Wyoming isn’t a super habitable place in the grand scheme but is the ultimate in short bursts. Summer is really amazing, warm but not hot by most of the union’s standards, dry and lots of big blue-sky days. Spring and fall, we have several of them every year, rarely act like they’re supposed to. Both will give up some traditional weather but both tend to cherry pick stints of summer and winter. This is part of the reason we have a revolving door of boom-and-bust economy “residents”. That, and the wind. The wind is no joke. No, it isn’t always windy because, as the joke goes, Nebraska doesn’t always suck and Utah doesn’t always blow. The funny thing about those of us who complain the hardest are those who don’t have serious outdoor winter recreation. That is, people who wouldn’t ordinarily spend time outside anyway. (HINT* embrace winter outdoor recreation including fly fishing for longevity in WY) The wind is really a winter and early spring phenomenon and why we have pretty solid air quality.  If you don’t recreate outside in the winter, we are sorry, not sorry about the wind messing up your hairdo on your way into work or blowing your grocery list off of the dash board. We park into the wind and open one car door at a time.  There are a lot of benefits to the wind as well. Every one of the aging Front Range “fly” fishing Bros wearing a visor who storms in and makes a big, super-astute declaration about Wyoming’s wind, goes back to the Front Range. Huge bonus! Just teasing, Brah. Wyoming is not for the weak and if the weather were a little less rowdy, we’d have several times the population. Most of the steadfast folks are here because people make them uncomfortable, and they occupy too much space, breath down your neck and make too much noise when they are on the water or in the field. It is a matter of priorities. We embrace the conditions that keep the population low, first and foremost. Be real careful about professing how important you and your money are to Wyoming’s wellbeing when you’ve been reprimanded for stepping out of line with the way things are done here. Your ill-behaviored presence, self-aggrandized by money, will never supersede the Wyoming way of life.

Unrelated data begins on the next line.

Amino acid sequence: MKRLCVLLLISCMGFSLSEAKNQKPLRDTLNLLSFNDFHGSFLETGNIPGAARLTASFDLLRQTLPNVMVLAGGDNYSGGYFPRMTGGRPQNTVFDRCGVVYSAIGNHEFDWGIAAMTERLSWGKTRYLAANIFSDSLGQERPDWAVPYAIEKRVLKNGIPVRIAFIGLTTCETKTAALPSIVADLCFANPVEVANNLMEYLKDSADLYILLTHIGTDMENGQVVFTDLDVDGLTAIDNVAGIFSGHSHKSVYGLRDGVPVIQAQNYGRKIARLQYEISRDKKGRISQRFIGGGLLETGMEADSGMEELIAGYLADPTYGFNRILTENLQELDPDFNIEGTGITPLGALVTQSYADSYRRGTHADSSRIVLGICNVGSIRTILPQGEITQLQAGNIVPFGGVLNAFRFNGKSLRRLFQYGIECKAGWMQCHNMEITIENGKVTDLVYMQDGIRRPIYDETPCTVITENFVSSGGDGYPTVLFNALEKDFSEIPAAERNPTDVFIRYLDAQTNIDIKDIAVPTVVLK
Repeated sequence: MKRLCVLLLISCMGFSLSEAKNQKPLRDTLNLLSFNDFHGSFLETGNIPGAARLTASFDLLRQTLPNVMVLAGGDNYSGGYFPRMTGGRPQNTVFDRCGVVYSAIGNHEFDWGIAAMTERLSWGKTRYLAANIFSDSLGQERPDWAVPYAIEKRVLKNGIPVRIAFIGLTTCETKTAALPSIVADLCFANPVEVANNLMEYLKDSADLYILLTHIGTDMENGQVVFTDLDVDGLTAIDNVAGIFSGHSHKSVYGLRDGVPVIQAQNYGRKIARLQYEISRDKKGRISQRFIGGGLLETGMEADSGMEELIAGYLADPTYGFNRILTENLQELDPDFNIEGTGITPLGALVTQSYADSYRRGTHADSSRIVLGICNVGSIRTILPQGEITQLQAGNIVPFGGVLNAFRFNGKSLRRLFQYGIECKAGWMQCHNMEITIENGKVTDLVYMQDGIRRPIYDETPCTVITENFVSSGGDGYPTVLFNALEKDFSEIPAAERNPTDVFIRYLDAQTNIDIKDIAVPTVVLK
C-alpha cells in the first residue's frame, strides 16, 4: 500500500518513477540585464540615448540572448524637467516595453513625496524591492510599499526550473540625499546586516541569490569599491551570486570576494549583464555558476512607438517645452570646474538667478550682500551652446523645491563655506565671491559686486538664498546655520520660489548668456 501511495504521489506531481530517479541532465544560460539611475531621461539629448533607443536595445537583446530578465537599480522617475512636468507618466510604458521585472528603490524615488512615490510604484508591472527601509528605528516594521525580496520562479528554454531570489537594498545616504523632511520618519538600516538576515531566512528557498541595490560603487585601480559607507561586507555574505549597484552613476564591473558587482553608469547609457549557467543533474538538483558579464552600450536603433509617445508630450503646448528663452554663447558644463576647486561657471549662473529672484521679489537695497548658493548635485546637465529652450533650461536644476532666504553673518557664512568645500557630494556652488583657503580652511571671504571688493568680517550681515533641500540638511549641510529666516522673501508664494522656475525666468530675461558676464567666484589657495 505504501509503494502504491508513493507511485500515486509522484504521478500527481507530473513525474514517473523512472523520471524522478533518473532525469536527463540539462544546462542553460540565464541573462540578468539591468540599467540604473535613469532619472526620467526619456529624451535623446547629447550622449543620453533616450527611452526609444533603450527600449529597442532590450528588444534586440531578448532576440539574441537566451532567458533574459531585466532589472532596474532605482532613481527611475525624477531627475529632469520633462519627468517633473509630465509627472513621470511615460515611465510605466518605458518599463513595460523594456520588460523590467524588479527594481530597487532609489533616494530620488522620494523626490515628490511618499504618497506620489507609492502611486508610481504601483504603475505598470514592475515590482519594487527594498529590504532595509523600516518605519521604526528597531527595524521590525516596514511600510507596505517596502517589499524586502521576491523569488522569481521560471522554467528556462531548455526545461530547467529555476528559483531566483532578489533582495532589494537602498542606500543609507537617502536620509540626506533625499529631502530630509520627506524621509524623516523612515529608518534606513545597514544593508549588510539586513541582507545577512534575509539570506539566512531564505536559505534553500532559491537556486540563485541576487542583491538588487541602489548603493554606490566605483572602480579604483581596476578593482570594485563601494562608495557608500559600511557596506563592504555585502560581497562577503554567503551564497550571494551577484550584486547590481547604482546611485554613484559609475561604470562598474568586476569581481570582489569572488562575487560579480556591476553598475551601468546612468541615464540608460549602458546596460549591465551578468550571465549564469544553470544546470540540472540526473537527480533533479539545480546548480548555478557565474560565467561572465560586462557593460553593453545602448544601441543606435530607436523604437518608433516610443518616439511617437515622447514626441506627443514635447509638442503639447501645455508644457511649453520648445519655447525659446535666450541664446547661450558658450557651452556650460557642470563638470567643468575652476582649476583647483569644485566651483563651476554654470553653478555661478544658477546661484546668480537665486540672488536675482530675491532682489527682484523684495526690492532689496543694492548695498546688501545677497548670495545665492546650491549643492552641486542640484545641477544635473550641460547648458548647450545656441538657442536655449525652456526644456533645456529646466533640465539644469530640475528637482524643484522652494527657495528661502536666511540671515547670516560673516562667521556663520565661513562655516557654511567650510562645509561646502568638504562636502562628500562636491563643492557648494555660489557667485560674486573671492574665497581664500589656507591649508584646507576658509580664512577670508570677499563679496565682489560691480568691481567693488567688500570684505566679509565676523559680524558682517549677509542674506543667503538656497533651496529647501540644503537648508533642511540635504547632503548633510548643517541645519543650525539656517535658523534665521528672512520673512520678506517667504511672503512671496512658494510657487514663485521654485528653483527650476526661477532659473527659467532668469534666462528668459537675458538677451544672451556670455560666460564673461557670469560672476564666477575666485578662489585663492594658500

Low populations serve hunting, fishing and a myriad of other recreation really well. The part that seals the deal is all the awesome hunting, fishing and other rustic outdoor opportunities. Low populations aren’t all rosy, though. We acknowledge the economic struggles that come with fewer customers, we acknowledge a smaller tax base that limits wasteful and unnecessary overdevelopment of every recreational opportunity and we acknowledge that we have fewer soulless franchise restaurants. We also acknowledge a glaring lack of awareness from most of the folks who are charged with “managing” our outdoor industry and amenities. There isn’t a great pool of knowledge to pull from and that pool is reduced to kiddie sized once most of the capable folks are faced with electing to take government jobs.  

WY is an emotional place. If you don’t believe it, just be around the day after the big game tags are drawn. That’s a pretty warm and fuzzy experience. WY is a safe place. We all have had the winter highway gear requirements driven into our hair. Have water, a sleeping bag, and some other things I can’t remember but very few of us have them along…but it’s the thought that counts, I’ve heard. Also, nearly 70% of WY households own guns. That stat could be irrationally confused with 70% of homes have gun toting psychos and we’re ok with that. Be careful to limit the term households to houses, that stat also applies to all the vehicles on the road. 70% (unofficial stat pulled from nowhere) of Wyomingites also wear muck boots as their daily winter footwear. Looks and smells weird but function over form, y’all. Muck boots are not a substitute for waders, however. If your fishing guide shows up with muck boots you are a captive to the boat for the day, you ain’t getting out to wade fish.